Actually the PKK only vaguely resembles the vertically organized leninskuy party from the past. Internal evolution of the organization and beliefs of its founder, Abdullah Ocalan, currently in Turkish jail since 1999, has led her to radically change their goals and tactics.
The PKK says that it no longer seeks to create a Kurdish state. Instead, I partly contributed to the vision of the founder of the social ecology anarchist Murray Buccina, the PKK now draws its ideas from the so-called «libertarian municipalism», calling for Kurds to create free, self-governing communities, based on principles of direct democracy across borders of national States, which, as we all hope, over time, will lose any sense. Thus, the Kurds have proposed a model of struggle that can become the basis for a worldwide movement towards genuine democracy, cooperative economy and the gradual dissolution of the bureaucratic nation-States.
Since 2005 the PKK, inspired by the strategy of rebel Zapatistas in Chiapas, declared a unilateral ceasefire against Turkey and began to concentrate their efforts in developing democratic structures in the territories under their control. Some have questioned the magnitude of it all really. Clearly, authoritarian elements remain. But what happened in Rojava, where the Syrian revolution has provided an opportunity to Kurdish radicals to carry out such experiments to a large extent, and the adjacent territories, suggests that all this — not a show-off. Councils, the Assembly and the people’s police, the property came under the control of self-managed workers cooperatives — and that’s despite the constant attacks from the far right forces of the IG. The results satisfy everyone’s definition of social revolution. In the middle East, at least, these efforts were appreciated: especially after PKK forces and Rajavi went to fight in Iraq to rescue thousands of refugees-Yazidis, trapped on mount Sinjar after Peshmerga local («staring death in the face» — Kurdish militias in Iraq — approx. translator) fled from the battlefield. These actions have received wide publicity in the region, but surprisingly received no response in European and North American press.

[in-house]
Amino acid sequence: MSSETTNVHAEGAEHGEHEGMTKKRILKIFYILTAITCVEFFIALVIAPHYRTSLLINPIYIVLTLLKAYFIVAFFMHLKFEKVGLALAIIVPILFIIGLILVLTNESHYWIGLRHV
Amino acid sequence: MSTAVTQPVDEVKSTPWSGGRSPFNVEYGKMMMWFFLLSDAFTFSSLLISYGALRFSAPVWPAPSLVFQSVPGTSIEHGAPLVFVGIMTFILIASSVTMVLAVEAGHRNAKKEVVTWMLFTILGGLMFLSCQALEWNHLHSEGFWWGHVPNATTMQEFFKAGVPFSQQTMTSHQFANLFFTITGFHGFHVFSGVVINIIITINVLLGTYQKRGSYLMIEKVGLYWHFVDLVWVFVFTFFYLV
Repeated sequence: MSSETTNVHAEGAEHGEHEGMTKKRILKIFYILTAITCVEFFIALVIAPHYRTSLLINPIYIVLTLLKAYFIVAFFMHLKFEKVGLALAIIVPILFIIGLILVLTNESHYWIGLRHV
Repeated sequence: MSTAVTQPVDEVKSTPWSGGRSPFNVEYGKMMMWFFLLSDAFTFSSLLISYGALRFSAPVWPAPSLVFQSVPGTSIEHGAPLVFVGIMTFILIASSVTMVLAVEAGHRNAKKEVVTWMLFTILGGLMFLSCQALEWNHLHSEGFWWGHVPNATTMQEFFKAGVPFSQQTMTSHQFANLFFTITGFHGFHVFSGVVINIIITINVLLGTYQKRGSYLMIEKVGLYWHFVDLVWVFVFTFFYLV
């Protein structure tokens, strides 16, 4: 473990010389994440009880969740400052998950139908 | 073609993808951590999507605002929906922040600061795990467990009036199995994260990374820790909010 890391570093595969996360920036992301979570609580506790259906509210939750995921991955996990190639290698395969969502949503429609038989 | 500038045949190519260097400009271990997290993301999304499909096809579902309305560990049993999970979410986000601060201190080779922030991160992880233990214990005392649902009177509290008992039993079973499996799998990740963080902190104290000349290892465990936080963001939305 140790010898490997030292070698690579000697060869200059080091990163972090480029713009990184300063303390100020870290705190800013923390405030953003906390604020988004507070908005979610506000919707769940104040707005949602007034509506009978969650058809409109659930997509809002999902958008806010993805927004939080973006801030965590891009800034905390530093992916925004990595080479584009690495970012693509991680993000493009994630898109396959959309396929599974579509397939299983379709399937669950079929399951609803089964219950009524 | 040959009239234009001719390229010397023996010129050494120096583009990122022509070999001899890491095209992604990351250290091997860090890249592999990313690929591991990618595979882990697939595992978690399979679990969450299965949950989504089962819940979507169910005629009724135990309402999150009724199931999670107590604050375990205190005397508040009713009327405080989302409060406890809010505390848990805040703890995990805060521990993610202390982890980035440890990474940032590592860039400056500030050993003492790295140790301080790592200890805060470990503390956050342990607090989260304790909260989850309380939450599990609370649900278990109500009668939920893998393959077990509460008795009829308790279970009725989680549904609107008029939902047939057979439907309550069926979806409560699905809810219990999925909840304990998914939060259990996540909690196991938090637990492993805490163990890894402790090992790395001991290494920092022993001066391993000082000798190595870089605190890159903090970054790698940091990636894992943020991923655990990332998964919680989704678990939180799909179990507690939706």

Now ISIS is back with lots of tanks and heavy artillery of the American production taken from the Iraqi army in order to avenge the revolutionary militias in kobane, declaring their intention to massacre and enslave — Yes, literally enslave — the entire civilian population. Meanwhile, the Turkish army stands at the border preventing the movement of reinforcements and ammunition to the militia, U.S. planes only make noise above their heads and carry out random, symbolic strikes — apparently, just to be able to say that they were not inactive during the time that the defenders of one of the most important democratic experiments in the world were under fire broke into pieces.
If we draw a parallel with a pious assassins of the falangist Franco, who is, not ISIS? If we draw a parallel with the Spanish mujeres Libres, who, as not the brave women defending the barricades cobán? Is the world ready — and most importantly, the international left movement to continue to stand idly by and let history repeat itself again?
Source: The Guardian